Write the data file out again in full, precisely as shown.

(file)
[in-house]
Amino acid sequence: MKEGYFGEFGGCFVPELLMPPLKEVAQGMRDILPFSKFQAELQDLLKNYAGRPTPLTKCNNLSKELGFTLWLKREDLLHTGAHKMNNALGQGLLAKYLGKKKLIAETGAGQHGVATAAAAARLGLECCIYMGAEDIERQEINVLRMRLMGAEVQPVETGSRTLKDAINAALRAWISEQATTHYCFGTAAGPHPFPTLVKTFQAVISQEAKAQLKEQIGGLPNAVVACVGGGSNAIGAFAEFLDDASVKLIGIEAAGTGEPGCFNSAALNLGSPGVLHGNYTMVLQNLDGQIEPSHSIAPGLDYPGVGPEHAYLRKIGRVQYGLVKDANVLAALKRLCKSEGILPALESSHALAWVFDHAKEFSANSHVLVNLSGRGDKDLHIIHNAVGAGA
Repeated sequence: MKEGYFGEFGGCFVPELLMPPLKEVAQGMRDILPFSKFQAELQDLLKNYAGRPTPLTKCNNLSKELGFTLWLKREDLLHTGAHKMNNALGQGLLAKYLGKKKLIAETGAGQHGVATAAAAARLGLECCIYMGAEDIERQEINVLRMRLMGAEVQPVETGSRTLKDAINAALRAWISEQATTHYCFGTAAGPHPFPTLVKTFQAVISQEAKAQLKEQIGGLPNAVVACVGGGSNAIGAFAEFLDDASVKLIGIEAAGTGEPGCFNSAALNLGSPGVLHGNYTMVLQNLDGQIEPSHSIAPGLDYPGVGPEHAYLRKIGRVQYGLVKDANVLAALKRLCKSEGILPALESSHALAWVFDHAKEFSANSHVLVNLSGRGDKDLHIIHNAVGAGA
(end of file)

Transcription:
[in-house]
Amino acid sequence: MKEGYFGEFGGCFVPELLMPPLKEVAQGMRDILPFSKFQAELQDLLKNYAGRPTPLTKCNNLSKELGFTLWLKREDLLHTGAHKMNNALGQGLLAKYLGKKKLIAETGAGQHGVATAAAAARLGLECCIYMGAEDIERQEINVLRMRLMGAEVQPVETGSRTLKDAINAALRAWISEQATTHYCFGTAAGPHPFPTLVKTFQAVISQEAKAQLKEQIGGLPNAVVACVGGGSNAIGAFAEFLDDASVKLIGIEAAGTGEPGCFNSAALNLGSPGVLHGNYTMVLQNLDGQIEPSHSIAPGLDYPGVGPEHAYLRKIGRVQYGLVKDANVLAALKRLCKSEGILPALESSHALAWVFDHAKEFSANSHVLVNLSGRGDKDLHIIHNAVGAGA
Repeated sequence: MKEGYFGEFGGCFVPELLMPPLKEVAQGMRDILPFSKFQAELQDLLKNYAGRPTPLTKCNNLSKELGFTLWLKREDLLHTGAHKMNNALGQGLLAKYLGKKKLIAETGAGQHGVATAAAAARLGLECCIYMGAEDIERQEINVLRMRLMGAEVQPVETGSRTLKDAINAALRAWISEQATTHYCFGTAAGPHPFPTLVKTFQAVISQEAKAQLKEQIGGLPNAVVACVGGGSNAIGAFAEFLDDASVKLIGIEAAGTGEPGCFNSAALNLGSPGVLHGNYTMVLQNLDGQIEPSHSIAPGLDYPGVGPEHAYLRKIGRVQYGLVKDANVLAALKRLCKSEGILPALESSHALAWVFDHAKEFSANSHVLVNLSGRGDKDLHIIHNAVGAGA